Thursday, 14 October 2010

A Ruff Day

Two days in one and two busy ones at that, which is why there was no post last night. On Wednesday the Testwood volunteer team were cutting the nettles and low willows off the western shore of Ibsley Water to make the are better for grazing wildfowl and next spring for breeding lapwing. Among the nettles there were a few giant puff-balls, well past their best now but still quite impressive.
Mothing over the last couple of nights has been quite good but without any of the rarities that I cannot help hoping for at this time of year. There have been a couple of merveille du jour, the usual few sallows and today a chestnut, which is another one of the species that emerges now then hibernates and flies again in the spring when it mates and the eggs are a laid.
The moths may have been unremarkable but there have been a number of interesting, if not rare, birds. On Wednesday a curlew sandpiper, a wheatear, the first redwing of the autumn and the continued stay of the black tern and great white egret made for a varied day. I got a shot of the wheatear in the low evening light at the end of the day.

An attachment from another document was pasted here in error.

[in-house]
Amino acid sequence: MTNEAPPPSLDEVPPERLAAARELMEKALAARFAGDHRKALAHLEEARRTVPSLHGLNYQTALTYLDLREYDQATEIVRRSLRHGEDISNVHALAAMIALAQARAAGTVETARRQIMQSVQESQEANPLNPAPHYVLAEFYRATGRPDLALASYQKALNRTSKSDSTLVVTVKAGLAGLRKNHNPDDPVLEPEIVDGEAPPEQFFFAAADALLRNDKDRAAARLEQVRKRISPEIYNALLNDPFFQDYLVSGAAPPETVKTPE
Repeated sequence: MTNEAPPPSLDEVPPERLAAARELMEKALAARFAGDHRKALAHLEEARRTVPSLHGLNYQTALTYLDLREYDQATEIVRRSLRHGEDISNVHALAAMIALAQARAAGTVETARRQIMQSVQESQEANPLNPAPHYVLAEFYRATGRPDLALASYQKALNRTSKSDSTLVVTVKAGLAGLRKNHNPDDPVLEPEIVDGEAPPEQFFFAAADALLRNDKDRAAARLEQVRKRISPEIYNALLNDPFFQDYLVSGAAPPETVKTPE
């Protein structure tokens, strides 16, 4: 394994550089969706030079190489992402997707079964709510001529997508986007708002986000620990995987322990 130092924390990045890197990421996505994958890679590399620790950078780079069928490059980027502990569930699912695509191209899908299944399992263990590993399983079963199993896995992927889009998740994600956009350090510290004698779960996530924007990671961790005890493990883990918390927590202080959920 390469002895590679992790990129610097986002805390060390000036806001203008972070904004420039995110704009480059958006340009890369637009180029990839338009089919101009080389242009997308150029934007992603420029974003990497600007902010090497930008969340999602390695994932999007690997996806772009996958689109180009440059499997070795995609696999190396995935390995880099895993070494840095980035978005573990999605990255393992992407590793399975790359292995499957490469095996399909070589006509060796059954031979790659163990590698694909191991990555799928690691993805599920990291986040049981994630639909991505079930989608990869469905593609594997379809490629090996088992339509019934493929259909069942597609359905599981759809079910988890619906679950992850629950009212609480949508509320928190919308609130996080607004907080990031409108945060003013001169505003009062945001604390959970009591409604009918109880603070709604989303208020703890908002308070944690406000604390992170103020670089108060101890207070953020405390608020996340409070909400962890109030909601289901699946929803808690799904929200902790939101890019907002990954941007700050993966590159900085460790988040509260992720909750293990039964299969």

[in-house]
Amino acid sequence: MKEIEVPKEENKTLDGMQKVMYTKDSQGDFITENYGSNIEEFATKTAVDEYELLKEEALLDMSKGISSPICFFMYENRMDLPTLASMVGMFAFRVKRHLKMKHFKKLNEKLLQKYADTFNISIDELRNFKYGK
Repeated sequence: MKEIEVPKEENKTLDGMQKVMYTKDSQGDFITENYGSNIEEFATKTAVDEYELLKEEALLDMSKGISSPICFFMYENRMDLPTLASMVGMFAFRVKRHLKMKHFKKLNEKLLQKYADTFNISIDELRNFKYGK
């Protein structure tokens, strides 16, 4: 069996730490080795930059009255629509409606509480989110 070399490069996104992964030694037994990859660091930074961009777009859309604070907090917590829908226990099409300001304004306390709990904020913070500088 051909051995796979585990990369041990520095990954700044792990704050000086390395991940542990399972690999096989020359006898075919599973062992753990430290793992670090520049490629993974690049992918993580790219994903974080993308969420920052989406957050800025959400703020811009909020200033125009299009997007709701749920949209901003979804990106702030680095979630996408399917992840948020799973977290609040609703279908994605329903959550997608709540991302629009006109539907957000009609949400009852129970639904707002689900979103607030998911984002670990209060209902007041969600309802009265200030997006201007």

I stayed late as I was going to give a talk in the evening which gave me the chance to watch the gull roost as it gathered. There were at least 8000 lesser black-backed gull, about 1000 herring gull, about 1800 black-headed gull. At one point I could see over a thousand large gull coming towards the roost from the west, which I found interesting as the main arrival is usually from the north. There were a few great black-backed gull, at least 6 common gull, at least 7 yellow-legged gull and the same second winter Caspian gull as I saw the day before.
Today was also busy with the volunteers in doing a variety of jobs, we also had two meeting on site today. Despite all the activity I did have a quick look from the Tern hide at lunchtime and I was pleased I did as I found two new species for the year and the BTO challenge. The first was a juvenile ruff, not that unusual, but I had more or less given up hope of seeing one on the reserve this year. The second was a scaup, a young drake, this was actually the first I have seen at Blashford and a species I would perhaps have expected sooner. I post this with a slight word of warning, the bird was along way off and it can be tricky to be certain that they are not hybrids. That said nothing about the bird looked wrong, size, shape of head and bill were all right so I am pretty confident it was the real thing.

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